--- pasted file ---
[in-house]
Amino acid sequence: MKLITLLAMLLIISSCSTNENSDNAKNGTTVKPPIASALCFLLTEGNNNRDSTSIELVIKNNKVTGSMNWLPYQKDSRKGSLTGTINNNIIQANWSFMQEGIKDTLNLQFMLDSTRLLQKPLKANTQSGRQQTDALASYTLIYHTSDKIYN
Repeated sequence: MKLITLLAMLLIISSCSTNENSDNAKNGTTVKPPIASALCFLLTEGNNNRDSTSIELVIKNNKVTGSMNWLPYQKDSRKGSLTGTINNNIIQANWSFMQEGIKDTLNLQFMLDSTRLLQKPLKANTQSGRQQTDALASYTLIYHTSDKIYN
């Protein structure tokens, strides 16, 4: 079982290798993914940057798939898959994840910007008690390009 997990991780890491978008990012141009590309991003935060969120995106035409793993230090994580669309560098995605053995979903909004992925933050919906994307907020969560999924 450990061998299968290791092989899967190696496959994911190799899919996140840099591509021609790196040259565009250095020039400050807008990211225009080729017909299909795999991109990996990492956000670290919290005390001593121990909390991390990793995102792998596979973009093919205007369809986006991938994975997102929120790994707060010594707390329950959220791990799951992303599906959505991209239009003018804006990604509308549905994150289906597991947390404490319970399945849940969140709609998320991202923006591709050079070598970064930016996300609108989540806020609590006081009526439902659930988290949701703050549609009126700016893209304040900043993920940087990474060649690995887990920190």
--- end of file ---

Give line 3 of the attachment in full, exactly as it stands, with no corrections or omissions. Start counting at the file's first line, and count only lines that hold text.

Repeated sequence: MKLITLLAMLLIISSCSTNENSDNAKNGTTVKPPIASALCFLLTEGNNNRDSTSIELVIKNNKVTGSMNWLPYQKDSRKGSLTGTINNNIIQANWSFMQEGIKDTLNLQFMLDSTRLLQKPLKANTQSGRQQTDALASYTLIYHTSDKIYN